Karen Chance's character Cassie Palmer is handed the impossible task of freeing humanity from the ancient gods (Ares, Apollo,), and her love is torn between a Master Vampire and the ancient Merlin, a vigorous Incubus.  She teams up with the Incubus and kills a god, then goes on to settle things for humanity, all because of the power of love in her unique relationship with an Incubus. Classic Love Conquers All, not sure about the Soul Mate aspect.  

Jim Butcher's Dresden Files #17 (Sept 2020) I have yet to read, but I've read all the prior ones in this (absolutely magnificent) Fantasy Series about Harry Dresden, Professional Wizard (hard boiled detective crossed with Have Gun Will Travel gun-for-hire-but-the-good-guy).  Harry is driven by bone-marrow-deep affection for various people in his life, but seems more a free-radical, living a life without his Soul Mate.  Even so, his love does conquer pretty much all the problems that come at him. 

All 3 of these long series of long novels have fascinating main characters pursuing impossible goals against impossible odds and succeeding.

And although the characters are marvelous, the real star of the series is the world building.

Around every plot turn and twist lies a revelation about the true nature of the world the characters live in -- knowledge often won in the heat of battle, magical and otherwise -- and those revelations drive the plot into new vistas.

Keep in mind these series of long books all start with the very close, very tight focus on a character with one, or maybe five, problems to solve just to survive the current threat.  The reader doesn't know how vast and varied the protagonist's world actually is.  The character may have an inkling, but is off by orders of magnitude.

If the first book (or trilogy) doesn't sell well enough, the next contract won't be offered and the series dies.

Keep in mind that how well a first book in a series sells doesn't depend on its content or anything the writer has power over.  

How well a book sells has to do with promotional budget allocated by the publisher - and part of that budget is the cover art, another part precisely where it is distributed and advertised.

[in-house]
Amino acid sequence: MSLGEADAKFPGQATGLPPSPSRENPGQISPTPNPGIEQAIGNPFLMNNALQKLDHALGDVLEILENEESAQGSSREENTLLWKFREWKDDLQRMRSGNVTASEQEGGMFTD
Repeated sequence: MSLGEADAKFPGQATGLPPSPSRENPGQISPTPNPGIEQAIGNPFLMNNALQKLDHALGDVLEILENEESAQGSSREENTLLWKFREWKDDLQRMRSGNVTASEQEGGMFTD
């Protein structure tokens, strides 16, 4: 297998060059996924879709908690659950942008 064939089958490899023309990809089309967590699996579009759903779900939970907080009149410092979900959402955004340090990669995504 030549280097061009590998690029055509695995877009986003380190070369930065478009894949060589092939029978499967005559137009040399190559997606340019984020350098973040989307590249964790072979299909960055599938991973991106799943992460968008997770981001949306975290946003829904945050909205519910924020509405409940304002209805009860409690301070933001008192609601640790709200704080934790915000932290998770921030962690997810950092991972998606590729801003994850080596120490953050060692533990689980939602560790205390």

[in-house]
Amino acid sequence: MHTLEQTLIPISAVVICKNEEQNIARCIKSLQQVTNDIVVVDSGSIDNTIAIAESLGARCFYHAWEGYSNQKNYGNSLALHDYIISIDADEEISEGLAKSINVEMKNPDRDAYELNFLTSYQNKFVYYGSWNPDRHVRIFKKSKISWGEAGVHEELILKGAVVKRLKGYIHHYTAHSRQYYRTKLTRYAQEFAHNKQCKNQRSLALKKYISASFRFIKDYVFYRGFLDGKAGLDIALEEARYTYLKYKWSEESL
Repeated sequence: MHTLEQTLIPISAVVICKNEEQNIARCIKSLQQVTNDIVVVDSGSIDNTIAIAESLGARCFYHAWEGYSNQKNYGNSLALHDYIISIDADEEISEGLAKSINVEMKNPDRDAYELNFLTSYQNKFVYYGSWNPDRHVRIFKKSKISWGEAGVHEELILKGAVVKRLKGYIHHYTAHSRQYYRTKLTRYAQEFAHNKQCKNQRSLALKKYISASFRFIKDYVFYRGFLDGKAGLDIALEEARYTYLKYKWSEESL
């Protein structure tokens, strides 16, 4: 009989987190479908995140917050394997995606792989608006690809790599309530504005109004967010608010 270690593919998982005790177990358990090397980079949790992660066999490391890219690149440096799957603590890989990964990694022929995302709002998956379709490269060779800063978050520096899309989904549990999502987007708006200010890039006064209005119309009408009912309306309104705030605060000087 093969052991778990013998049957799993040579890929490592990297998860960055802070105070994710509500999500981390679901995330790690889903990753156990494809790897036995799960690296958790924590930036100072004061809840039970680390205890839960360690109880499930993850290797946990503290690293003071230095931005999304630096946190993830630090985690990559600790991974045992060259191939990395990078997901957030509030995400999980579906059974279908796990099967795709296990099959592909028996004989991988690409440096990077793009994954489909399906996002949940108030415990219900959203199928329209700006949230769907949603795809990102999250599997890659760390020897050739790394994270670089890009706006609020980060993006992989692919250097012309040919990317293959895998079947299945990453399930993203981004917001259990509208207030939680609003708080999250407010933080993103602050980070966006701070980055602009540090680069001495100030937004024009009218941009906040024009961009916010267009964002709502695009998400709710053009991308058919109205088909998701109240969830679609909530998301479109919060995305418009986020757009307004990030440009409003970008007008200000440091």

How well subsequent books sell has a lot to do with word of mouth (or Facebook) among readers who love that sort of novel.  

Hooking the specific market on a particular novel is the writer's first job.  

Today's market loves scrambled up, competing artistic symbolism, confusion, doubt and what appears to be winning by random thrashing rather than skilled planning.  

It may be too late to start writing a series with these traits embedded in the world building, as the market always shifts with the generations, and with the impression new generations have of the everyday world around them.  

In ten or twenty years - the time it takes to deliver a 25-novel series - tastes will have shifted.

Today, we see a world that just doesn't make sense unless there is some hidden under-layer seething with power and motion, surfacing in apparently random events and disappearing again.  So novels like the Harry Potter Series, and the three mentioned above, all postulate such a parallel or hidden reality unknown to ordinary humans.  All these lavishly built worlds seem completely plausible to today's readers.

What exactly will be next?  What will these series look like to readers 40 years from now? 

Are you writing for that far future reader?  Is your too-crazy-idea simply ahead of its time?  

Consider that in the days when my Romantic Times Award winning novel, DUSHAU, ...

Dushau, Farfetch and Outreach on Kindle:  


...was first published (my first novel that was distributed on supermarket shelves and such stores as Walmart, not just book stores), Science Fiction publishing absolutely rejected adding "Romance" tropes to a Science Fiction novel -- because you couldn't sell it to a defined and identifiable market.  

It was way too-crazy-an-idea.  

But just as Gene Roddenberry sold Star Trek as, "Wagon Train To The Stars," I sold DUSHAU as a galactic political adventure.  

That's what you do to sell an Idea that's just way too crazy - you repackage it as something familiar to the acquisitions department, hiding the hook you are planting to grab your intended market deep inside where only the reader will see it.  

Being too crazy to sell means being first with an idea.

If you're first with an innovation in story-telling, you may only make it to a trilogy (or as with Star Trek, 3 seasons, the minimum necessary for syndication in reruns), but subsequent authors may be able to drive the unfolding flower of a new genre to 25 novel series (or as with Star Trek, many other series and movies in that and parallel universes).

Do you want to be a pioneer, and change the world while being changed by it, or do you want to ride a wave started by previous authors?  

Do authors start these waves -- or do readers?  

In our interconnected, online world of social networking, maybe the origin point of the energies of change will continue to shift from the investing business to individual consumer (fanfic readers and writers?).

Jacqueline Lichtenberg